A conversation at a New Year's Eve dinner party led me to last week's review of the Cream Albert Hall DVD, which I was told should not be missed. On the same occasion, someone else was speaking so eloquently and enthusiastically about Zadie Smith's new novel, On Beauty, that I made up my mind to look for it. Then I ran into an old friend who was excited about having discovered John Steinbeck, of all people. I asked him which of Steinbeck's works had first engaged his interest. "The Moon is Down," he said. "It's about a failed occupation." His tone suggested that this small novel from 1942, published a few months after America entered the war, could be read in the context of the problems plaguing the American occupation of Iraq.
On Beauty lost me around page 53. Something has to keep you reading the characters, the style, the concept, which in this case would depend to some extent on whether or not you're interested in the way Zadie Smith uses E.M. Forster's Howard's End as a sort of template. I gave up in spite of some nice writing because I had trouble believing in the characters and the situation, and the dialogue seemed contrived and unfocused.
In The Moon is Down, which is available in numerous editions including the Library of America's second Steinbeck volume, the dialogue is no less contrived in its way and sometimes downright unbelievable, and the characters are flat, but the situation itself is focused because the author is compelled by a mission directly related to a world at war. What kept me reading was not just the situation of the occupied country but the situation Steinbeck himself was dealing with, his task as a writer attempting to produce something of more consequence than a piece of fiction. To put it more grandly than he would have expressed it, he wants to change the world, or to at least to inform the way people think about such things as war and occupation and resistance. It's safe to say Zadie Smith did not intend to change the world when she wrote On Beauty. But then neither did Steinbeck when he wrote Cannery Row, which has a vivid sense of place and a style and flavor all its own. It's hard to believe the same man wrote The Moon is Down. It's the difference between a labor of love and a high-stakes political assignment.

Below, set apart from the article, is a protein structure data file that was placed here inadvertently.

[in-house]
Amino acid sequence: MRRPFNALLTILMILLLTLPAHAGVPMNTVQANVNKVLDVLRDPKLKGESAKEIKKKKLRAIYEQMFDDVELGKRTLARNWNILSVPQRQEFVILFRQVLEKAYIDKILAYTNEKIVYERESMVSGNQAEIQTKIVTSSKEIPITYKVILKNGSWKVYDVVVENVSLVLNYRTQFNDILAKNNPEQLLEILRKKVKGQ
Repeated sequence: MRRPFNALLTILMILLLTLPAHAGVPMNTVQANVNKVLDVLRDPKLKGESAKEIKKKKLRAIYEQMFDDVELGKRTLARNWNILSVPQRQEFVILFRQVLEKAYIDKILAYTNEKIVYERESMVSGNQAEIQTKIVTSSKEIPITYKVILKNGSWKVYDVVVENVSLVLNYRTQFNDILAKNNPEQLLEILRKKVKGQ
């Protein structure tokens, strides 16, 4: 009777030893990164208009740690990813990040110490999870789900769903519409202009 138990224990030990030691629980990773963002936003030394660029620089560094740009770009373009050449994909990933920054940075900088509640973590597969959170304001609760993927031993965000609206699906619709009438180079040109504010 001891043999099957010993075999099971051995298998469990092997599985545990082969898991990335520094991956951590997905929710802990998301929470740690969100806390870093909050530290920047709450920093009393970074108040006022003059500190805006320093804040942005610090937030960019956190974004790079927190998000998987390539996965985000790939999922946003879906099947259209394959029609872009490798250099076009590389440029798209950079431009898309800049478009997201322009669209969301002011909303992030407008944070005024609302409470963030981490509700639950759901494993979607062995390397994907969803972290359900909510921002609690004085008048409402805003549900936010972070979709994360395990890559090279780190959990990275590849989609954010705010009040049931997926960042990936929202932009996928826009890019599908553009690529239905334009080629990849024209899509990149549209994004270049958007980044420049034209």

In The Grapes of Wrath, which came out in 1939, Steinbeck did it all. His ambition may not have been to change the world, but his novel had an impact on the fabric of his time far greater than any comparable work by Hemingway or Faulkner, both of whom are rightly considered greater writers. The Grapes of Wrath was a prodigious work driven by compassion and outrage on a theme controversial enough to subject the author to hate mail and death threats. It also brought him extraordinary critical acclaim and popular success. Published three years later, The Moon is Down was presented as a venture into unfamiliar territory; according to the jacket copy on the original 1942 edition, "For the first time since he wrote his first novel twelve years ago Steinbeck has gone outside of America for his setting." In fact, he'd wanted to set it in America. The project originated as a play and had, for all purposes, been commissioned by the U.S. government through the F.I.S. (Foreign Information Service), its purpose to counteract German propaganda. Steinbeck actually completed a version set in an American city under German occupation, but when he handed it in, the F.I.S. was not comfortable with a story that necessarily admitted the possibility that America could be defeated and occupied.